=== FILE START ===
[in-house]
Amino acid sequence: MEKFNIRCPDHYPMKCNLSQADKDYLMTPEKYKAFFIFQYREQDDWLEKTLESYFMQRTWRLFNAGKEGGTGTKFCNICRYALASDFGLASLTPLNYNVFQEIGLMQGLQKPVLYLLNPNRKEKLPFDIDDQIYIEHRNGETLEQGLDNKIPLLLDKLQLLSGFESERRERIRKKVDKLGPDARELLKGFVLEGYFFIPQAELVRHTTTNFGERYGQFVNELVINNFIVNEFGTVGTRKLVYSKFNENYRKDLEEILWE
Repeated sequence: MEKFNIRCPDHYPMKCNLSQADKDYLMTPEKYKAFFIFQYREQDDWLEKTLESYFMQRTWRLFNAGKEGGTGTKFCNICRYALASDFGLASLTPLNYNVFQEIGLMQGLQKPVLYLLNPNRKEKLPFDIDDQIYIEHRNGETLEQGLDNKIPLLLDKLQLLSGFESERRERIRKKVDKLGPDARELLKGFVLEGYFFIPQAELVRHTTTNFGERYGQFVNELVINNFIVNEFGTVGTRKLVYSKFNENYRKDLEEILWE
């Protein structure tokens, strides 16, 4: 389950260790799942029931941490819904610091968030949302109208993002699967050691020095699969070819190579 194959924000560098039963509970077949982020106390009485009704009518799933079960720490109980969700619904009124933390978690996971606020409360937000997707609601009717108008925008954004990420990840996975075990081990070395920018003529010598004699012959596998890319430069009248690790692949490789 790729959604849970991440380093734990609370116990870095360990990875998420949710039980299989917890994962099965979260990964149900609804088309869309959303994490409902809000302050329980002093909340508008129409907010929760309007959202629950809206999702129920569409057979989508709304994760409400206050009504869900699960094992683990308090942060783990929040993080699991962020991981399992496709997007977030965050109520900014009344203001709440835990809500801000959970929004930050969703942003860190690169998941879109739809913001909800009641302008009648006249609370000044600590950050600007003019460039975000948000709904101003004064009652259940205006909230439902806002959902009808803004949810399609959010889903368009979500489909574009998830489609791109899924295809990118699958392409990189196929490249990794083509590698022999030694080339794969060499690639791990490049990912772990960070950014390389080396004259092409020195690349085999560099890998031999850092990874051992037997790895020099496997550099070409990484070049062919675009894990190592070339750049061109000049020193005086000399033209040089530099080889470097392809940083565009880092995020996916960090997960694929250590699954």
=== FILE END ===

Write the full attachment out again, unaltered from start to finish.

[in-house]
Amino acid sequence: MEKFNIRCPDHYPMKCNLSQADKDYLMTPEKYKAFFIFQYREQDDWLEKTLESYFMQRTWRLFNAGKEGGTGTKFCNICRYALASDFGLASLTPLNYNVFQEIGLMQGLQKPVLYLLNPNRKEKLPFDIDDQIYIEHRNGETLEQGLDNKIPLLLDKLQLLSGFESERRERIRKKVDKLGPDARELLKGFVLEGYFFIPQAELVRHTTTNFGERYGQFVNELVINNFIVNEFGTVGTRKLVYSKFNENYRKDLEEILWE
Repeated sequence: MEKFNIRCPDHYPMKCNLSQADKDYLMTPEKYKAFFIFQYREQDDWLEKTLESYFMQRTWRLFNAGKEGGTGTKFCNICRYALASDFGLASLTPLNYNVFQEIGLMQGLQKPVLYLLNPNRKEKLPFDIDDQIYIEHRNGETLEQGLDNKIPLLLDKLQLLSGFESERRERIRKKVDKLGPDARELLKGFVLEGYFFIPQAELVRHTTTNFGERYGQFVNELVINNFIVNEFGTVGTRKLVYSKFNENYRKDLEEILWE
């Protein structure tokens, strides 16, 4: 389950260790799942029931941490819904610091968030949302109208993002699967050691020095699969070819190579 194959924000560098039963509970077949982020106390009485009704009518799933079960720490109980969700619904009124933390978690996971606020409360937000997707609601009717108008925008954004990420990840996975075990081990070395920018003529010598004699012959596998890319430069009248690790692949490789 790729959604849970991440380093734990609370116990870095360990990875998420949710039980299989917890994962099965979260990964149900609804088309869309959303994490409902809000302050329980002093909340508008129409907010929760309007959202629950809206999702129920569409057979989508709304994760409400206050009504869900699960094992683990308090942060783990929040993080699991962020991981399992496709997007977030965050109520900014009344203001709440835990809500801000959970929004930050969703942003860190690169998941879109739809913001909800009641302008009648006249609370000044600590950050600007003019460039975000948000709904101003004064009652259940205006909230439902806002959902009808803004949810399609959010889903368009979500489909574009998830489609791109899924295809990118699958392409990189196929490249990794083509590698022999030694080339794969060499690639791990490049990912772990960070950014390389080396004259092409020195690349085999560099890998031999850092990874051992037997790895020099496997550099070409990484070049062919675009894990190592070339750049061109000049020193005086000399033209040089530099080889470097392809940083565009880092995020996916960090997960694929250590699954």